Invasion of the Stinkbugs

Entomologist Gary Hevel answers questions about the brown marmorated stinkbug that is invading homes along the Mid-Atlantic

Here come the stink bugs...

If you have no idea what a stinkbug is then consider yourself lucky. As the days become shorter and the air turns cold, hordes of an arrowhead-shaped bug, known as the brown marmorated stinkbug (BMSB), are making their way into homes along the Mid-Atlantic and becoming quite the nuisance. In order to fully understand these creatures, and more importantly how to get rid of them, we asked entomologist Gary Hevel at the Natural History Museum for some tips.

Clearly stinkbugs have been planning their invasion of Mid-Atlantic homes for some time now. Is there any cause for their sudden increase this fall?

Authorities are uncertain on this question. In general, alien pests are able to increase their numbers because there are no natural predators or parasites in the new territory.

As we prepare to do battle with the stinkbugs, what should we arm ourselves with in case they invade our home? Are there any non-caustic remedies?

There are a couple of easy and practical methods of dealing with the critters. Large numbers can be handled by introducing them to a vacuum cleaner. A second way is to place them in a jar of soapy water (where they drown). Tossing them into a toilet bowl is a waste of water.

These seem like pretty rude bugs. Eating produce without paying and then coming inside uninvited. What can we be doing to keep their population down?

Yes, these serious pests are annoying in houses, but suck juices from fruits and vegetables  in yards, orchards and farms. Other than vacuums and soapy water, some people have suggested eating them. This is done to some extent in other countries, and they provide two to three times more protein than steaks. Fortunately, research scientists with the U.S. Department of Agriculture are developing two control methods.  1) The use of pheromones (air chemicals) to attract them to traps where they are chemically killed.  2) The use of a small parasitic wasp that has been imported from their original habitat.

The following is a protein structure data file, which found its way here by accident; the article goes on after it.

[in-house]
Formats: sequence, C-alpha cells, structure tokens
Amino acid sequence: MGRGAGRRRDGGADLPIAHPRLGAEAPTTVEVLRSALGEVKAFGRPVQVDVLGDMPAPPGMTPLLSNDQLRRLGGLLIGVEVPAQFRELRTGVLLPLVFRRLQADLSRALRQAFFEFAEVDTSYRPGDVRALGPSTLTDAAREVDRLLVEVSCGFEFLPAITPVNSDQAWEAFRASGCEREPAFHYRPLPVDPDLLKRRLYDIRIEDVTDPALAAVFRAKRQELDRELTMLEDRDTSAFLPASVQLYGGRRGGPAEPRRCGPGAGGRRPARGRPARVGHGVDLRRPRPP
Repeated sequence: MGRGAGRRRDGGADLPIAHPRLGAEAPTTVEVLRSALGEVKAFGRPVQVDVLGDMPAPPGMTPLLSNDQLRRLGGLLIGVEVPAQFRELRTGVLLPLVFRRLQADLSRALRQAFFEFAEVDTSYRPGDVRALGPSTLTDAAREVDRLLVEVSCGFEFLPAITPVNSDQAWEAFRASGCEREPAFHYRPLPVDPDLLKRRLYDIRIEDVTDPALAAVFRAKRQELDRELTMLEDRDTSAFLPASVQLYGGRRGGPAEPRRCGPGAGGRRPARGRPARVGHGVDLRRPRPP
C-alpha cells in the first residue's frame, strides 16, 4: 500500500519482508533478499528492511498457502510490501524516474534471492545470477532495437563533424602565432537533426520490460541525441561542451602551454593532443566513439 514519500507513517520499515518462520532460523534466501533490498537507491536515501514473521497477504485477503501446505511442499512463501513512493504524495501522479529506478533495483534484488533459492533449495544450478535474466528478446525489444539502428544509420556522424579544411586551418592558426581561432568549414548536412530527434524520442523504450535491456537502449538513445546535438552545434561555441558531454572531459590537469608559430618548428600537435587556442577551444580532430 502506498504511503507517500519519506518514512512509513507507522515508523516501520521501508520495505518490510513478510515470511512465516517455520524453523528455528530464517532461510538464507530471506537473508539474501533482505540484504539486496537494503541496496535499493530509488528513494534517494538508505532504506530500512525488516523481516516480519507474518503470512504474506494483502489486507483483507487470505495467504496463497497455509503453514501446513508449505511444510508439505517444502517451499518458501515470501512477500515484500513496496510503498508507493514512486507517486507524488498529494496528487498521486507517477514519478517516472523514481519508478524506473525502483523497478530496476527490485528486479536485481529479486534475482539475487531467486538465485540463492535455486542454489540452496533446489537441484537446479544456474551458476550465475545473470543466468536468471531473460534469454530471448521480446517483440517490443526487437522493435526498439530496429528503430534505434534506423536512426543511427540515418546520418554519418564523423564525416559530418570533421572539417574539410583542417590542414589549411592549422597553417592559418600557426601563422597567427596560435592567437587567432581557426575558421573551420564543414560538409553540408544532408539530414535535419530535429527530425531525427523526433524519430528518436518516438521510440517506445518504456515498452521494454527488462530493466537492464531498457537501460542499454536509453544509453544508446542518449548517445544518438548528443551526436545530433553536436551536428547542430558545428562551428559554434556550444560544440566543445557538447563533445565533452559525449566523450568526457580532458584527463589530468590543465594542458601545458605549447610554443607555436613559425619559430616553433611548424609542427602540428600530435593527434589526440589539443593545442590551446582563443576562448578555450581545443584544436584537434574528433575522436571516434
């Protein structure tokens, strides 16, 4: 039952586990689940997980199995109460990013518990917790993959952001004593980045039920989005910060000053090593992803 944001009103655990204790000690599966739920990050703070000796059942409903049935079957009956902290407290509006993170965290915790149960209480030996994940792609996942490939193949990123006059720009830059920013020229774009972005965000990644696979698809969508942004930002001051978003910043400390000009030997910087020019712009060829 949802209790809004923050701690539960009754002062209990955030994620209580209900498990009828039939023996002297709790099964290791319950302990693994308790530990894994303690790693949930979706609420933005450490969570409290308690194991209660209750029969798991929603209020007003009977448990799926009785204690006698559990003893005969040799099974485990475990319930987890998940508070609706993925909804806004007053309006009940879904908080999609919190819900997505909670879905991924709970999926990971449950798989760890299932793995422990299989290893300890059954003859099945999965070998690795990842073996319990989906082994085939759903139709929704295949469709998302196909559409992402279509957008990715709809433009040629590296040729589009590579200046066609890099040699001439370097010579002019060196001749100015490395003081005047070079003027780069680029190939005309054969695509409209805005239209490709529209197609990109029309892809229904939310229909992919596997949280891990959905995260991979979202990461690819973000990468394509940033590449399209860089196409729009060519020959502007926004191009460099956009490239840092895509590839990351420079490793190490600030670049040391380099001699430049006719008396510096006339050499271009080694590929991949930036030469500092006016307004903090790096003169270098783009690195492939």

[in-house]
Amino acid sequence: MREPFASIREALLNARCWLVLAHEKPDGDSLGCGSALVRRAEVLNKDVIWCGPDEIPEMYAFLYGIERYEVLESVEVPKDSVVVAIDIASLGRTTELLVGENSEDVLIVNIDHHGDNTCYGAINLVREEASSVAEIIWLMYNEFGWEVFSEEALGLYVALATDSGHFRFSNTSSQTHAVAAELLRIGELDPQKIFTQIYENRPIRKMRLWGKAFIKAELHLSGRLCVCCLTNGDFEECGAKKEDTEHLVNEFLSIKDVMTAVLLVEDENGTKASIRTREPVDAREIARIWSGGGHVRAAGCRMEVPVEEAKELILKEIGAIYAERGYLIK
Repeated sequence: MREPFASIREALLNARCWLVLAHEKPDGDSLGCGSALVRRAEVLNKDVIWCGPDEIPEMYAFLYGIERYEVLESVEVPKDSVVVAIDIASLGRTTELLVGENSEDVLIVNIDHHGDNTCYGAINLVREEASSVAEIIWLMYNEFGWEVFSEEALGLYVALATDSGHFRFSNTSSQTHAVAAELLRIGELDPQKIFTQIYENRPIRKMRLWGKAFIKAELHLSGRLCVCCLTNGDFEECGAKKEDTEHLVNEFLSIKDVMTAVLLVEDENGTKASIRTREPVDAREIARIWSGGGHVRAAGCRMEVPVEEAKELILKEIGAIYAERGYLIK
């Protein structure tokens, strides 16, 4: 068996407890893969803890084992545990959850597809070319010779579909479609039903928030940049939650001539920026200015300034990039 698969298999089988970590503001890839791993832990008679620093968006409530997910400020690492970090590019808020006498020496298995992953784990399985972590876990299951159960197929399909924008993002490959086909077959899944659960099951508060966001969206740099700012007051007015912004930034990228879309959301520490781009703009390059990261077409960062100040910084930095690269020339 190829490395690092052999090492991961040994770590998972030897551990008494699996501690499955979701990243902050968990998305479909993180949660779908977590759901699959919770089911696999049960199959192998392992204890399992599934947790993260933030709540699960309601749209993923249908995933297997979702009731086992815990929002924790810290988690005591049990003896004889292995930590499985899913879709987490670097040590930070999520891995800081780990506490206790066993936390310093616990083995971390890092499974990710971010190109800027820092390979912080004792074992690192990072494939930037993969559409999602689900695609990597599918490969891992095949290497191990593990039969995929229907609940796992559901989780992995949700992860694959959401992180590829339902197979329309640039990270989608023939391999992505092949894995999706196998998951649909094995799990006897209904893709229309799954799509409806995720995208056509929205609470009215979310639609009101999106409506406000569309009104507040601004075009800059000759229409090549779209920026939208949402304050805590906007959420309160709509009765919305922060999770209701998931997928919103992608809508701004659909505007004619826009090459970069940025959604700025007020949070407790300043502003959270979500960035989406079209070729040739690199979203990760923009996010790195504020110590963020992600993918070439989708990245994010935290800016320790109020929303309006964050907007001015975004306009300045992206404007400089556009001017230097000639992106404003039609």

Where did stink bugs come from in the first place?

BMSBs are long known in China, Japan and adjacent countries, but have hitchhiked by some manner to the United States. Their encore appearance was in the late 1990s in Pennsylvania.

Even I like to see the good in everyone. What positive qualities do stinkbugs possess?

In their natural territory, they are part of the biological food chain, where they are primary targets of at least one parasitic wasp. Their other qualities, in the view of humankind, are negative.

If they’re lucky enough not to end up smushed on a rolled-up newspaper, how long do stink bugs typically live?

Eggs hatch in the early part of the year, and these bugs slowly grow through the season, gaining their wings. Adults seek shelter in houses and other human-made structures for overwintering, then emerge in the spring to mate and lay eggs. In the United States, the BMSBs have only one generation per year. Adults most likely die after their first season, and go to Stink Bug Heaven if they've been good...and we know that they haven't. As researchers study these bugs, their life span will become better known.

And when do stinkbugs stink? I’ve stepped on one, but it didn’t stink.

All kinds of stink bugs have holes on the sides of their bodies for the passing of unpleasant gasses to protect them from predators. The smell may be experienced best by holding a BMSB near your nose and squeezing it (the bug, not your nose).

Bedbugs, the previous media darlings of the bug world, enjoy feeding on human blood, should we worry about bodily harm from stinkbugs?

No. The good part of the BMSB story is that they can not bite or sting. Otherwise, they are abundantly more annoying than a lengthy visit from one's least favorite relative.

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